Hywel, Wyn’s brother and his farm manager picked us up from the beach at The Warren and took us back to the Castellmarch. Helen supported the fine diving day with a bit of fine dining: scones, cakes and tea. The last episode with the scones and Peter was not challenged and all behaved with decorum having only a couple each.
Thanks again to Mike and Craig for their vessels. We hope Mike made it back in time for the match of the 2 as the little race witnessed a smiling Mike’s face change to “I think a bigger engine might be required or maybe a drop of sugar in the other boat’s fuel tank would help”.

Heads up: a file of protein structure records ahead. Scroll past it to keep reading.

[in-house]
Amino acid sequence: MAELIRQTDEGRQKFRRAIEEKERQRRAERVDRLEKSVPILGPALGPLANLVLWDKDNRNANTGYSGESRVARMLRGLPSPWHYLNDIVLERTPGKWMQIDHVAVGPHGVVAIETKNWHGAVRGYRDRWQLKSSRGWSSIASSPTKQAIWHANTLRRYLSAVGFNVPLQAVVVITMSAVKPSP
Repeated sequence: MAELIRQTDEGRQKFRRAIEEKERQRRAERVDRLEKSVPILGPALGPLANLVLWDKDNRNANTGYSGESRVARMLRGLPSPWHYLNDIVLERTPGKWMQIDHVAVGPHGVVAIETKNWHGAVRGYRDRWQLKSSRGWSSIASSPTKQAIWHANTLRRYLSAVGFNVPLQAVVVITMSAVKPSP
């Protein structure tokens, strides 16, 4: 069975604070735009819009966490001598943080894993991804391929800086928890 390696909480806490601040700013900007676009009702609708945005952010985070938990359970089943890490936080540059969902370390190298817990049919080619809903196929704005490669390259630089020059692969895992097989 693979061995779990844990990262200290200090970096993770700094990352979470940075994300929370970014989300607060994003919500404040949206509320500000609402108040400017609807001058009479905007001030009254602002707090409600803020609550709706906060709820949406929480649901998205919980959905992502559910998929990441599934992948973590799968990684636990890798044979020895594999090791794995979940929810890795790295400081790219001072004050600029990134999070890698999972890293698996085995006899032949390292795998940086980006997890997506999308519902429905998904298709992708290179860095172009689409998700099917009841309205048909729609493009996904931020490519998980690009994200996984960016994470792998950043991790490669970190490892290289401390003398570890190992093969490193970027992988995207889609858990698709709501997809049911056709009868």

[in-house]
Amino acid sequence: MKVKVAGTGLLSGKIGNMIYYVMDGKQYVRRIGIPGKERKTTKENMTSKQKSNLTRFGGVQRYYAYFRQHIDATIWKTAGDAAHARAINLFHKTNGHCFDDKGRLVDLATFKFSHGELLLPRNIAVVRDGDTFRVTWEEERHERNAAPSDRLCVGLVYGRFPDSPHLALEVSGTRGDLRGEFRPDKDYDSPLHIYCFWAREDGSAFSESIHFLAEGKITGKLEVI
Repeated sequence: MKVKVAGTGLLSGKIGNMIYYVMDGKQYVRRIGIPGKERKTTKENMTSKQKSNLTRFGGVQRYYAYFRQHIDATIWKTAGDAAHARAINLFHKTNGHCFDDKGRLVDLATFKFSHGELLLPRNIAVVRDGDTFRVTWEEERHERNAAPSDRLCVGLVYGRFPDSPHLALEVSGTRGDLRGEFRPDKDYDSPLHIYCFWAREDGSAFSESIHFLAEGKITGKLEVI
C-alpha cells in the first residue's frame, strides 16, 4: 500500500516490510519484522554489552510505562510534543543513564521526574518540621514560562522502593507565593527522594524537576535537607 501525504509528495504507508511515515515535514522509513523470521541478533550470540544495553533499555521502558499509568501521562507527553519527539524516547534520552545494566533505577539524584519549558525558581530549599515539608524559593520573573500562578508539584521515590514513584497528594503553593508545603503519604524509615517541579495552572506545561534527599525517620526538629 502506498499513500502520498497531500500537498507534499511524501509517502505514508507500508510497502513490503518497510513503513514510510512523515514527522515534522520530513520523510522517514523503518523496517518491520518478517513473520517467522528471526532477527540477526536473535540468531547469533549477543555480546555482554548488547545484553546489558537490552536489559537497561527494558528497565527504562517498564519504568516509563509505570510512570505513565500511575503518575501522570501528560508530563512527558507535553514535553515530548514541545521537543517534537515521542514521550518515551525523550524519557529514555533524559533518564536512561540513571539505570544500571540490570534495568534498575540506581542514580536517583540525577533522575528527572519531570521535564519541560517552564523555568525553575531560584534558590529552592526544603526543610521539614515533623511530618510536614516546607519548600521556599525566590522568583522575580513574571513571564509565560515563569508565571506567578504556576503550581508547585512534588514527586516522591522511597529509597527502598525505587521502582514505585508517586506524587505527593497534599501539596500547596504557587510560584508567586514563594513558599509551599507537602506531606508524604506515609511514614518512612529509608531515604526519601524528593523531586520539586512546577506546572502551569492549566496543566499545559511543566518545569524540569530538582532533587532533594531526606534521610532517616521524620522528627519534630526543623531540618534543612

At long last a bit of settled weather, but with the wind from the north east the planned north coast dive was ruled out. So it was back to good old Gimblet Rock, and I never thought that I would say that. They had reported a cracking dive a week earlier on a rising Spring tide, so it was expected to be half decent again on a falling Neap tide. And so it proved, the viz. was excellent, the reef had a wide variety of fish and crustaceans, and those who headed off on the sand found large numbers of a particular shellfish. Everyone, i.e. Dewi & Jon, Irfon & Llyr, Wyn & Brian and Carol & yt, managed an hour or more, and were guided back in safely by the man with the newly acquired wind up lamp, namely Mickey. So, with the exceptions of Dewi & Carol who had to depart to deal with minor crises at home, the Wednesday evening routine at the Vic was re-established. On-on to Criccieth, or somewhere equally good for the final Wed. evening dive of the season next week. So if you can make it, please give Irfon a ring on Tuesday evening. It’s a long time until next Spring.